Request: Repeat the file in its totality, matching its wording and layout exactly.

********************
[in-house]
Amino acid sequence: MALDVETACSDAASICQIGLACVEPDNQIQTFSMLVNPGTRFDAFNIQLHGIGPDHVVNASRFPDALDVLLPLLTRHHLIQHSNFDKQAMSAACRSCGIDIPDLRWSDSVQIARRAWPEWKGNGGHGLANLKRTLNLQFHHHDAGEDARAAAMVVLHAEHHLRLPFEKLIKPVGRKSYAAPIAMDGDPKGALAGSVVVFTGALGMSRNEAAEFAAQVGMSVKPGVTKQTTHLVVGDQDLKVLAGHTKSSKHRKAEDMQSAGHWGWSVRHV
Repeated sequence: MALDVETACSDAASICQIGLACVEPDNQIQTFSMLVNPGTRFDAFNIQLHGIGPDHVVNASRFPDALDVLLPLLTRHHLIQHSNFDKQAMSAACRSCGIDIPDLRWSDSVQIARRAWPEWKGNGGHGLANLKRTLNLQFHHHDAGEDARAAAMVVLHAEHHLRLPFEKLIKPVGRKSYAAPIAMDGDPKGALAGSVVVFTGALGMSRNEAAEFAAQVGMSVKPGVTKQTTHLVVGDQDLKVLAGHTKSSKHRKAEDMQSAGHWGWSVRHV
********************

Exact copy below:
[in-house]
Amino acid sequence: MALDVETACSDAASICQIGLACVEPDNQIQTFSMLVNPGTRFDAFNIQLHGIGPDHVVNASRFPDALDVLLPLLTRHHLIQHSNFDKQAMSAACRSCGIDIPDLRWSDSVQIARRAWPEWKGNGGHGLANLKRTLNLQFHHHDAGEDARAAAMVVLHAEHHLRLPFEKLIKPVGRKSYAAPIAMDGDPKGALAGSVVVFTGALGMSRNEAAEFAAQVGMSVKPGVTKQTTHLVVGDQDLKVLAGHTKSSKHRKAEDMQSAGHWGWSVRHV
Repeated sequence: MALDVETACSDAASICQIGLACVEPDNQIQTFSMLVNPGTRFDAFNIQLHGIGPDHVVNASRFPDALDVLLPLLTRHHLIQHSNFDKQAMSAACRSCGIDIPDLRWSDSVQIARRAWPEWKGNGGHGLANLKRTLNLQFHHHDAGEDARAAAMVVLHAEHHLRLPFEKLIKPVGRKSYAAPIAMDGDPKGALAGSVVVFTGALGMSRNEAAEFAAQVGMSVKPGVTKQTTHLVVGDQDLKVLAGHTKSSKHRKAEDMQSAGHWGWSVRHV